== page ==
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Carmageddon Is Here: Ortega Bridge Lane Reduction Starts This Week

It’s here.  Carmageddon, South County style.

Tomorrow, “on Saturday, June 1 at 10 p.m., crews will reduce lanes on the Ortega Highway bridge over the I-5 freeway to two lanes in either direction in preparation for upcoming demolition activities on the south half of the bridge.”  This configuration will remain for approximately one year as crews demolish and reconstruct the south half of the Ortega bridge.  The new bridge configuration will look like this:

Until we experience the full bridge, ramp and road closures scheduled for mid-2014, the lane reductions on the Ortega overpass will be status quote for the better part of the next year as crews demolish and rebuild the bridge’s southern half.  When that is complete, traffic will be switched to the new southern section and we’ll repeat the process with the north side of the bridge.  If you think that’s going to take some time, you are correct.  Recall that Supervisor Bates’ office published a tentative timeline of the Ortega interchange project:

While the dates are not entirely set in stone, this timeline provides an estimated outline:

  • June 2013- Demolition of south side of bridge
  • May 2014- Work on the south bridge and on and off-ramps is expected to finish. Northbound I-5 on-ramp closure begins for an expected three weeks.
  • June 2014- Six week closure of southbound I-5 on-ramp
  • August 2014- Full closure of bridge for three weeks.
  • September 2014- Traffic switches to the finished south half of the bridge, and work begins on the north side.

Please use the detours and plan accordingly.  Junipero Serra Road and San Juan Creek Road will be the only east-west detours available to motorists during construction.  Unfortunately, the City has not yet agreed to open El Horno Street as a temporary detour, as we called for here, and as the San Juan Chamber of Commerce called for here.  Better late than never, we say.  Perhaps the reality of the reduced Ortega configuration will change some minds.  At a minimum, El Horno should be made available to emergency responders and school buses.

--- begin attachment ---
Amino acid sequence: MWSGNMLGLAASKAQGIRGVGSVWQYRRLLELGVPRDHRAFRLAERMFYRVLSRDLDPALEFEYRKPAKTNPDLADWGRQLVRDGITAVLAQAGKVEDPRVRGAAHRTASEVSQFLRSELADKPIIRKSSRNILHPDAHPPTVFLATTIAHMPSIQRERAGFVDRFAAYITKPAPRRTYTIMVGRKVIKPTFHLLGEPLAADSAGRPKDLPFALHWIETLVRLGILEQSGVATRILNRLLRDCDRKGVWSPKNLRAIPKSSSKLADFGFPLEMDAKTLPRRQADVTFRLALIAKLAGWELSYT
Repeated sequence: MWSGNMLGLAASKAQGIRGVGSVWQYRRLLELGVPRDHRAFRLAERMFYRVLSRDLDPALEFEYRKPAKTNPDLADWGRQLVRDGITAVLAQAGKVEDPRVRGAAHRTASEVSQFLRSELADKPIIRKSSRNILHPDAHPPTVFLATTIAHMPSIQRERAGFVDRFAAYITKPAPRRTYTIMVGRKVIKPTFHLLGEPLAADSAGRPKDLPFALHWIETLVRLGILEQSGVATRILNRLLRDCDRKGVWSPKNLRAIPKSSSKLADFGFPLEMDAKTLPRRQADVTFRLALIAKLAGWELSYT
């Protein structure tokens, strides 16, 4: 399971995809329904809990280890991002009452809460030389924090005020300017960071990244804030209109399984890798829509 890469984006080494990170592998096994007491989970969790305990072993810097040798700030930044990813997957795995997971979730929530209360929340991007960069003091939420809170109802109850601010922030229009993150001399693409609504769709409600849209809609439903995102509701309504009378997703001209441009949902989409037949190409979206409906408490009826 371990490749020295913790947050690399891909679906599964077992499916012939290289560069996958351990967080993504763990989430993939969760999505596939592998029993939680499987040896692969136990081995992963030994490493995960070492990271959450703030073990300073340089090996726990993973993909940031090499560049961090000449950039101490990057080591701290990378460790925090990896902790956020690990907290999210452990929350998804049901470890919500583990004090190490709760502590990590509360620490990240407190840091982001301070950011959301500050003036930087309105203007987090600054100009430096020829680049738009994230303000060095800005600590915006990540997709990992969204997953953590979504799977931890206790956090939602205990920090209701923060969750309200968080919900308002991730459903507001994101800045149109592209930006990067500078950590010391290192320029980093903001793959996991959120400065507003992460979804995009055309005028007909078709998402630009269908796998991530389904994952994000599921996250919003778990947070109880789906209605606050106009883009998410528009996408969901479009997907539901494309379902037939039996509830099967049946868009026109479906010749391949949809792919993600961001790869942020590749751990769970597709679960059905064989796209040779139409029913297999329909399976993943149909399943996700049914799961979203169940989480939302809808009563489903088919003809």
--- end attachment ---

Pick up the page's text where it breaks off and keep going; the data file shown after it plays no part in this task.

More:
If you are not a local resident, don’t let the Ortega interchange project dissuade you from visiting historic San Juan Capistrano — the birthplace of Orange County.  Construction will be minimized during holidays and the annual Swallow’s Day festivities during the last two weeks of March.  In fact, you should make it your mission to experience San Juan!  Special fares and discounts are available to those who take the Metrolink to San Juan Capistrano.

Finally, as we did in a previous article, it is timely to again remind everyone why Caltrans and the City are embarking on this project, and why in the long run, it will be a good thing for South County.

The project will provide much-needed and long overdue traffic relief for one of the most congested areas in all of Orange County.  The interchange re-design will create a new, open and welcoming entrance to historic downtown San Juan Capistrano, a tremendous benefit for residents, commuters and the nearly one million visitors who come to San Juan Capistrano each year.  A wider Ortega bridge will also facilitate movement between east and west San Juan Capistrano, something we wrote about in this article, and will facilitate traffic to and from the communities to the east, including Ladera Ranch and Rancho Mission Viejo.

In the long run, the project is good for local businesses.  Beyond facilitating traffic, the interchange improvement is a key component of the business friendly Downtown Master Plan.  Business owners, the San Juan Chamber of Commerce and other stakeholders are being involved in the process and kept informed at weekly meetings.  The City intends to reduce or waive many fees for permits and is encouraging an increase in the number of community events during the construction project.  Increased signage around town and streamlined regulations on local businesses are in the works.  In short, the City of San Juan Capistrano is working hard to mitigate the interim impact on local businesses.

The end result is going to be better for all of us.

In the meantime:

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